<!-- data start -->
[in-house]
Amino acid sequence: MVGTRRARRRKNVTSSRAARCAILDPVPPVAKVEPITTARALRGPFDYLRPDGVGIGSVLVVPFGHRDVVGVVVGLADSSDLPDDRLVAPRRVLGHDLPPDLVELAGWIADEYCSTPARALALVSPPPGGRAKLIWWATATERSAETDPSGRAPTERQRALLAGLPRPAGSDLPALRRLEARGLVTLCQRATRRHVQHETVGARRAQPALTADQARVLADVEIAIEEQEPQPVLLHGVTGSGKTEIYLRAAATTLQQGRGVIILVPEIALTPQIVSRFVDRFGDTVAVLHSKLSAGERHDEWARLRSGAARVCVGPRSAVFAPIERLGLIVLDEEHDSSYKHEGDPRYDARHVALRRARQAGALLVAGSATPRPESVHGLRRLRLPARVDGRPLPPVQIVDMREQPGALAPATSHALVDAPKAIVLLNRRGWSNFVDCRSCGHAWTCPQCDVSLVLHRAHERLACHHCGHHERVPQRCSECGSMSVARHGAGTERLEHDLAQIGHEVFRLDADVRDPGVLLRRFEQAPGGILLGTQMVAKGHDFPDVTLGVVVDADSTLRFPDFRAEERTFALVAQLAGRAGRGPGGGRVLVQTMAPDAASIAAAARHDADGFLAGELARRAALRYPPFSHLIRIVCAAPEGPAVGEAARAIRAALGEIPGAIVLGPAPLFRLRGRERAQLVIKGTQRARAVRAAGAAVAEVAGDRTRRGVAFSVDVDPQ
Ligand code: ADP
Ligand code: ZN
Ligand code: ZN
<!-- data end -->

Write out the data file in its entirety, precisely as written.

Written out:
[in-house]
Amino acid sequence: MVGTRRARRRKNVTSSRAARCAILDPVPPVAKVEPITTARALRGPFDYLRPDGVGIGSVLVVPFGHRDVVGVVVGLADSSDLPDDRLVAPRRVLGHDLPPDLVELAGWIADEYCSTPARALALVSPPPGGRAKLIWWATATERSAETDPSGRAPTERQRALLAGLPRPAGSDLPALRRLEARGLVTLCQRATRRHVQHETVGARRAQPALTADQARVLADVEIAIEEQEPQPVLLHGVTGSGKTEIYLRAAATTLQQGRGVIILVPEIALTPQIVSRFVDRFGDTVAVLHSKLSAGERHDEWARLRSGAARVCVGPRSAVFAPIERLGLIVLDEEHDSSYKHEGDPRYDARHVALRRARQAGALLVAGSATPRPESVHGLRRLRLPARVDGRPLPPVQIVDMREQPGALAPATSHALVDAPKAIVLLNRRGWSNFVDCRSCGHAWTCPQCDVSLVLHRAHERLACHHCGHHERVPQRCSECGSMSVARHGAGTERLEHDLAQIGHEVFRLDADVRDPGVLLRRFEQAPGGILLGTQMVAKGHDFPDVTLGVVVDADSTLRFPDFRAEERTFALVAQLAGRAGRGPGGGRVLVQTMAPDAASIAAAARHDADGFLAGELARRAALRYPPFSHLIRIVCAAPEGPAVGEAARAIRAALGEIPGAIVLGPAPLFRLRGRERAQLVIKGTQRARAVRAAGAAVAEVAGDRTRRGVAFSVDVDPQ
Ligand code: ADP
Ligand code: ZN
Ligand code: ZN